Tuesday, June 16, 2020

Surplus Wheat Will Add to China's Stockpile

China is completing one of the biggest wheat harvests ever this month. China doesn't need all that wheat, and the government is expected to purchase a significant chunk of the crop to prop up the price and keep its farmers happy.

Official news media reports that the summer grain harvest is 90 percent complete. "Summer grain" consists mainly of wheat that was planted last fall, stayed in the ground through the winter and is ready for harvest in early summer. Agriculture Minister Han Changfu estimates that yield is up this year and the proportion of "quality" wheat is up 2.8 percentage points, despite drought in some areas, warm winter temperatures, and worries about covid impacts on field management. Han says various levels of government spent 160 million yuan ($22.9 million) to prevent wheat scab, rust, and pest damage to the crop.

China Grain Net estimates that the wheat crop will be about 2 percent larger than in the last 10 years, but not as big as in 2019. The weather has been favorable and there has been no big rain in the wheat-growing region during the harvest. They think improved production techniques by large-scale farms also contribute to a big harvest.
China's main wheat-growing provinces
When Chinese provinces began purchasing wheat at minimum prices
Year Hubei Anhui Jiangsu Henan Shandong Hebei
2016 June 1 May 31 June 3 June 6 June 30 June 30
2017 June 7 May 31 June 7 June 6 July 6 July 6
2018 none June 6 June 12 June 13 none none
2019 July 11 June 5 June 12 July 2 July 14 July 19
2020 June 9 June 10 June 12

Source: http://www.cngrain.com/Publish/1/671024.html

China Grain Net explains that China's minimum price program for wheat puts a floor under wheat prices. Reforms in recent years called for the private sector to play the primary role in purchasing wheat and determining prices, but the government will enter the market to purchase wheat when the market price falls below the minimum of 2240 yuan ($320) per metric ton for the 2020 crop announced last October. China Grain Net describes the minimum price as a "weathervane" for the market and wheat market players have a saying, "There's no telling how much the wheat price will rise, but it won't fall in the short-term."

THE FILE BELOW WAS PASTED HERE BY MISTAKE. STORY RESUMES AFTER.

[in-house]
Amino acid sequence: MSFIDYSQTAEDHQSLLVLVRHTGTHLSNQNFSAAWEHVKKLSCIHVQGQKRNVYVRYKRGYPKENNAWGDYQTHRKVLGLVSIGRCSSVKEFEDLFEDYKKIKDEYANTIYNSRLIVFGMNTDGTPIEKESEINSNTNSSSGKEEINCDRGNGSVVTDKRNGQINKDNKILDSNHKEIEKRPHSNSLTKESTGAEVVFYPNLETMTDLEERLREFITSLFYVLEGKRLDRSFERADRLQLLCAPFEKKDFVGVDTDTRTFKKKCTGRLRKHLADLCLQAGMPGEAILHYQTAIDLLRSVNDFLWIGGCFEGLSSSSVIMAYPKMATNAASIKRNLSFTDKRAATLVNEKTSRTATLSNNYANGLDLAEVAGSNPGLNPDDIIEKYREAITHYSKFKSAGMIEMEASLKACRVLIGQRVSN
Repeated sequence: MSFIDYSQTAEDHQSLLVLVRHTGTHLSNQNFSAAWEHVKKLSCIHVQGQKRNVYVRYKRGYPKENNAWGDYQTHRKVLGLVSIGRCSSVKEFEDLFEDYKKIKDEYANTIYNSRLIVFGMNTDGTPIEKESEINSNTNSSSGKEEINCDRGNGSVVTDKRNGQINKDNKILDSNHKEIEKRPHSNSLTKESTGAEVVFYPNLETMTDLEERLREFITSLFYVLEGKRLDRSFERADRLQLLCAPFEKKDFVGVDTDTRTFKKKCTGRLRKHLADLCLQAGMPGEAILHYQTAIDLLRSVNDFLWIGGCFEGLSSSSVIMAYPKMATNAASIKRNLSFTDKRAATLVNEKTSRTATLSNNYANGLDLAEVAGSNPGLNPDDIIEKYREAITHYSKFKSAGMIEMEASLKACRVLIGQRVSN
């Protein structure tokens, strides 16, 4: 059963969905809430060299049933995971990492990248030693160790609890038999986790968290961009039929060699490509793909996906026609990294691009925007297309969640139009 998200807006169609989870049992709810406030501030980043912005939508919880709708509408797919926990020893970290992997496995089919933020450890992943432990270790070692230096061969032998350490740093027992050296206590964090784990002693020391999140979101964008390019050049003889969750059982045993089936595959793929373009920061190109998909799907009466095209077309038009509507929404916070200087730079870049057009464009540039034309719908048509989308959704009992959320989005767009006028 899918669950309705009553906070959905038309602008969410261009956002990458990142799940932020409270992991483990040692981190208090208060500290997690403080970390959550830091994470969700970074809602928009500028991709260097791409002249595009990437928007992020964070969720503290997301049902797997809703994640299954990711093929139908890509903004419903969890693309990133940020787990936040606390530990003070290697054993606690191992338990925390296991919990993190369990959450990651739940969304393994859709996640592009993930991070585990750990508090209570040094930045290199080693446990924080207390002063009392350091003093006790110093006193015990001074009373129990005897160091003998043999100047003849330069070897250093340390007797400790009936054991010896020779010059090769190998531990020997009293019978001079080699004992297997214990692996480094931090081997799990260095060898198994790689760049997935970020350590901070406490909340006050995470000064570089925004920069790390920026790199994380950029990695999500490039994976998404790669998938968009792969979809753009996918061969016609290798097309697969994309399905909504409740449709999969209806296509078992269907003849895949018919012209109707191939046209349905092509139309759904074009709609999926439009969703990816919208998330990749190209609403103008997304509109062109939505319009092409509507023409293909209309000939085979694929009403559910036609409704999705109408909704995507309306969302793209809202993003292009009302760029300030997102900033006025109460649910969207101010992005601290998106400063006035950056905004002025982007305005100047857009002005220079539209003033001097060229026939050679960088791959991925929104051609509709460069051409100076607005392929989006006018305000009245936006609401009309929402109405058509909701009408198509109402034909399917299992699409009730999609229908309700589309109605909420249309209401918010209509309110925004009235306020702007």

On June 8, the average purchase price for wheat ranged from 2080 to 2690 yuan per metric ton and the national average was 2276 yuan, according to the commodity and grain reserve bureau. China Grain Net estimated the average price in production areas at 2320 yuan on June 12.  There was a surge in wheat demand in March and April due to covid-driven hoarding, but prices have dropped as the new crop came on the market and demand tailed off during the summer. China Grain Net estimates the fob price for U.S. wheat at 1625 yuan per metric ton and the landed price, including taxes, at 2634 yuan.

The marketing season for wheat runs from June through September, and the harvest and procurement of wheat proceeds from south to north in the six provinces that are eligible for the minimum price program. The program can be launched when the market price is below the minimum for a certain number of days. The southernmost provinces--Hubei, Anhui, and Jiangsu--have already launched their minimum price programs for 2020. In Henan, the largest wheat-growing province, conditions vary across regions, but China Grain Net expects Henan to launch its minimum price program by June 20. Shandong and Hebei Provinces historically have purchased less wheat at minimum prices, but Shandong announced that it has 71 warehouses ready to store wheat if the program is launched there.

China Grain Net estimates that 15 million metric tons of wheat will be purchased at minimum prices from the 2020 crop. By comparison, 22.27 mmt was purchased at minimum prices in 2019. That was 16 percent of wheat produced and 31 percent of all wheat procured last year.

On June 10, the government offered to sell over 3 million metric tons of old wheat from reserves, but only 46,100 metric tons sold. The previous auction had sold only 67,000 metric tons.

This year's purchases will add to a wheat stockpile that China Grain Net estimates to already be a mountainous 80 million metric tons.

No comments: